Feasibility of the EQ-5D-Y was indicated by its high response rate at baseline (97.5%): of the 119 participants who downloaded the app, 116 responded the EQ-5D-Y entirely. These results are similar to the 96% response rate reported in the abovementioned cross-sectional Swedish study on children and adolescents with asthma [42]. The flexibility of the administration through the app benefits our completion results, especially for the EQ-VAS with a completion rate of almost 100%, compared with 91% and 86.2% reported in studies where the EQ-5D-Y was administered in paper format to children with chronic conditions [43] and schoolchildren [44], respectively. The losses to follow-up (44 participants who downloaded the app but did not follow until month 6) are likely related to major misunderstandings regarding the app, such us patients thinking that it only had to be answered once and then deleted [52]. On the other hand, 8 patients who continued using the app did not answer the EQ-5D-Y at month 6, which is a response rate of 88.5%. This high level of completion in both administrations could be explained by its low response burden: response times have been estimated on 1.25 min for EQ-5D-Y web version [34]. These results support the feasibility of the EQ-5D-Y when it is administered through a smartphone application.

Regarding the distribution of EQ-5D-Y results, the ceiling effect in the sample was high for the utility index (60.3%) and for three out of its five dimensions, which exceeded 90% of participants reporting no problem (“mobility”, “looking after myself”, and “feeling worried/sad/unhappy”). This high ceiling effect in our sample could be partly explained by the considerable proportion of participants with well-controlled symptoms of asthma (58.6%). Furthermore, a similar ceiling effect, above 80%, has been also reported for the “mobility” and “looking after myself” dimensions in other studies with children or adolescents with asthma [42] and other chronic conditions [43, 44]. These ceiling effects are very high considering the established recommendation of 15% for HRQL scores [70]. However, this is a general standard, as there are none specifically for children. A higher ceiling effect could be expected in children, taking into account their capacity of adaptation to chronic diseases and treatment routines, known as the well-being paradox or response shift effect [71, 72]. The prevalence of problems reported in the dimensions of “doing usual activities” (29.6%) and “having pain or discomfort” (18.1%) are consistent with previous studies [42, 44, 73] where the EQ-5D-Y has been used to describe the impact of asthma on children and adolescents. Studies using the Pediatric Asthma Quality of Life Questionnaire (PAQLQ) [42, 74] or the Child Health Questionnaire (CHQ-CF87) [8] also highlighted the physical activity limitation, while another study measuring HRQL with the PedsQL™ [10] concludes that asthma has an impact on physical, emotional, and school performance. In our study, participants reported a low percentage of problems in the dimension of “Feeling worried, sad or unhappy” (7.6%).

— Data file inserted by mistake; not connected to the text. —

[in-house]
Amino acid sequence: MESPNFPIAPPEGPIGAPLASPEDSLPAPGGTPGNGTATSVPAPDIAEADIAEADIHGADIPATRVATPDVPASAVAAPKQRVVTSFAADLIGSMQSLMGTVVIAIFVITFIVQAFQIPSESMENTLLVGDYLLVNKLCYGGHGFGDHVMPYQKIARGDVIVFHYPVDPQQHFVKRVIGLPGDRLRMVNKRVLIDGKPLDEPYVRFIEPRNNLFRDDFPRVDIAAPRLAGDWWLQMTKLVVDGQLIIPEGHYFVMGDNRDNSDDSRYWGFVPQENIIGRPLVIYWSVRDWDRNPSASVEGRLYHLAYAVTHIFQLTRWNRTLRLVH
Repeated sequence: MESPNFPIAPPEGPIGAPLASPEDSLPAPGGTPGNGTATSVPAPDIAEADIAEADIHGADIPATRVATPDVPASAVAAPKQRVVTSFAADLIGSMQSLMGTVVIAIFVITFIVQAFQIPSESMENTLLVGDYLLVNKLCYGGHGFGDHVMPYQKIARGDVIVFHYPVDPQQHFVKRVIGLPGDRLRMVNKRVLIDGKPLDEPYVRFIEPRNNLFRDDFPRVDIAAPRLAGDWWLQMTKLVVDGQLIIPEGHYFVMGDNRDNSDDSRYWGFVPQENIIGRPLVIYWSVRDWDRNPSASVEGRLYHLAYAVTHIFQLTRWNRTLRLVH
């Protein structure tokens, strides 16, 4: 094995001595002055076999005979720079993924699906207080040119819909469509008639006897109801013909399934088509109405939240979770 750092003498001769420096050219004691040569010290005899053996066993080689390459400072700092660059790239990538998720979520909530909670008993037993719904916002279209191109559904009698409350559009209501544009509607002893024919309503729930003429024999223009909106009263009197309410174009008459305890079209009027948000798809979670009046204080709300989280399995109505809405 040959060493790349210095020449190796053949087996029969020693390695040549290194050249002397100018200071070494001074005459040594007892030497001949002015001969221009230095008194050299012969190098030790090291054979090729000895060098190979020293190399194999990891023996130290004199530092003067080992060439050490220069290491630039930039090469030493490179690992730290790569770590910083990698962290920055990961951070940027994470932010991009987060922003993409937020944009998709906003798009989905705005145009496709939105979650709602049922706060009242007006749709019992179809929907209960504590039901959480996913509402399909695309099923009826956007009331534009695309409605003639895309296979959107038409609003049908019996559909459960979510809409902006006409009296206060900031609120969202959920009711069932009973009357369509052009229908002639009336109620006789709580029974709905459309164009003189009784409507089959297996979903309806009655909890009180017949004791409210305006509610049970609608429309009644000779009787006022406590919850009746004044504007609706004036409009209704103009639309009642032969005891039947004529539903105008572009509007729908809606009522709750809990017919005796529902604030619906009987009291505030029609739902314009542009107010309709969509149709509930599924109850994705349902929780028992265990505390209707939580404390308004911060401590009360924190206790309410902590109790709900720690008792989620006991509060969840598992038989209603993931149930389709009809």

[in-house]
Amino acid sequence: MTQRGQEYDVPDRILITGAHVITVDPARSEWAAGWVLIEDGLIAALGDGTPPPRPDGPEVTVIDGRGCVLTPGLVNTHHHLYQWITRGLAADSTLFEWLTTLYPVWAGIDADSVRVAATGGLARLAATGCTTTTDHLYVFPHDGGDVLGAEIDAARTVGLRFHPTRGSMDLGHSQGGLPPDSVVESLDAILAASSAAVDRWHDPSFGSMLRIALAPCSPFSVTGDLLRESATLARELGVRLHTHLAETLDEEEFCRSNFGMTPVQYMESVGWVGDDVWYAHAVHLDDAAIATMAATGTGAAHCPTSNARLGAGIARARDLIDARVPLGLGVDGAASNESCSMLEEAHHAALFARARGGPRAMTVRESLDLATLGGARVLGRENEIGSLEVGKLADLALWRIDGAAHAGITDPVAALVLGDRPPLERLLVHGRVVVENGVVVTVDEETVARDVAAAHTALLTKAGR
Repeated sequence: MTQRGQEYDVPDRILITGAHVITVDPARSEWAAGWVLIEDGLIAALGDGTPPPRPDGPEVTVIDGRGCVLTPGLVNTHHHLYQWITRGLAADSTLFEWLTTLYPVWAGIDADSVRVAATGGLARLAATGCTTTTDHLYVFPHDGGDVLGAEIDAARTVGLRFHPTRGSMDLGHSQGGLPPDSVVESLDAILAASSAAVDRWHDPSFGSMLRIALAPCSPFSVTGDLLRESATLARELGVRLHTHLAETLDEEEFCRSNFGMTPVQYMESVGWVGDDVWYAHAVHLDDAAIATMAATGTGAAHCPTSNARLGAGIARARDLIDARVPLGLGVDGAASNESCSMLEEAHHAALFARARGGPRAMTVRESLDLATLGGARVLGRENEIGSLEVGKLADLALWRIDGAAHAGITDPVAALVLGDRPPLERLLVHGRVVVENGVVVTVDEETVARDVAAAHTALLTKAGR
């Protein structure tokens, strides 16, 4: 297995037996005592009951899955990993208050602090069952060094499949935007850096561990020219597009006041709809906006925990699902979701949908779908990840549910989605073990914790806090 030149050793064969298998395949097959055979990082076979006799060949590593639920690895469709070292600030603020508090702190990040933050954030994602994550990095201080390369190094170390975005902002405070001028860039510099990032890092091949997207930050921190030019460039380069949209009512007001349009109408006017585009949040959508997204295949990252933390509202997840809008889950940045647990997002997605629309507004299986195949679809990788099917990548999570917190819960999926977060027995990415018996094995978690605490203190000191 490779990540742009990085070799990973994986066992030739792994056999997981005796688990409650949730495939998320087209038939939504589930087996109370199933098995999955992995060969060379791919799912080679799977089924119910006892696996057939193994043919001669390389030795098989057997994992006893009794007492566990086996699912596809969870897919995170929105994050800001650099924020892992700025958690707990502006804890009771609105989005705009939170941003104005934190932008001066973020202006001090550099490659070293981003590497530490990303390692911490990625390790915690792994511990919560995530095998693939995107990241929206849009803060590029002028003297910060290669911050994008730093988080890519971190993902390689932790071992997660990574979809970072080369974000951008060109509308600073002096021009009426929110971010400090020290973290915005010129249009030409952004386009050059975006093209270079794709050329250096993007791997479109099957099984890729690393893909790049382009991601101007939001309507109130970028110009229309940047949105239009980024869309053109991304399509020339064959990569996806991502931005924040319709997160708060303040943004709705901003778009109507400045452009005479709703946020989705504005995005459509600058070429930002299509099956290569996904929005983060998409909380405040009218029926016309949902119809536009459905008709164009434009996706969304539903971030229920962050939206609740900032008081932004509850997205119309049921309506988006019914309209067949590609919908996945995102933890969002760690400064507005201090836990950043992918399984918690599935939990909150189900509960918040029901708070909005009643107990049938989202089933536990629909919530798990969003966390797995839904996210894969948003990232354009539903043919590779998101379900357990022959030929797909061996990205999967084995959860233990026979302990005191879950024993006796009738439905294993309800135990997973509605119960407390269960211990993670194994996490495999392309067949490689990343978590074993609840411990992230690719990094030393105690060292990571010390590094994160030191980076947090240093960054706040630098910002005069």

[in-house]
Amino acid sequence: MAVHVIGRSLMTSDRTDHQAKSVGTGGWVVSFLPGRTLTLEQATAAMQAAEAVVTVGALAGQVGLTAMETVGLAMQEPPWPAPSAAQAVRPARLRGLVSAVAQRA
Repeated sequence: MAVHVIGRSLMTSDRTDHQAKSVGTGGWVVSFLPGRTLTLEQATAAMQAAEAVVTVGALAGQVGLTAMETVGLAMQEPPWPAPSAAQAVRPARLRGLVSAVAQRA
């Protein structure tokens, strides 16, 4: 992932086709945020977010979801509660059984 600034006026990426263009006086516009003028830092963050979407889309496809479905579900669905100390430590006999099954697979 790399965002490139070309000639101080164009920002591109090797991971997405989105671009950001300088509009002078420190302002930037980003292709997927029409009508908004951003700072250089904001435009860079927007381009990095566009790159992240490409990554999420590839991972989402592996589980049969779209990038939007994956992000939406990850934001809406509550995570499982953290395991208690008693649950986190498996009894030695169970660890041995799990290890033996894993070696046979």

Construct validity of the EQ-5D-Y was evaluated by exploring its relationships as a generic measure with the asthma-specific PROMIS-PAIS, as there is no gold standard for HRQL assessment in pediatric asthma. The correlation between the EQ-5D-Y utility index and the PROMIS-PAIS raw score is moderate in our study, showing that both instruments are capturing the HRQL impact of asthma although not similarly, mainly due to differences between generic and asthma-specific approaches, and to a lesser extent due to differences between the psychometric and econometric development. In our study, these questionnaires were administered at different periods (EQ-5D-Y at baseline and PROMIS-PAIS at month 4), which may have produced an underestimation of their correlations. Previous studies have remarked that asthma-specific HRQL instruments measure similar contents to those covered by asthma control questionnaires [75, 76], with a high correlation between them (0.78) [76], proposing generic HRQL instruments to add broader domains which are also important to patients with asthma [77]. However, in our study the correlation of the ACQ with the PROMIS-PAIS was moderate (0.37, 95% CI 0.15–0.55), and not significantly stronger than that of the ACQ with the EQ-5D-Y index (0.28, 95% CI 0.44–0.10).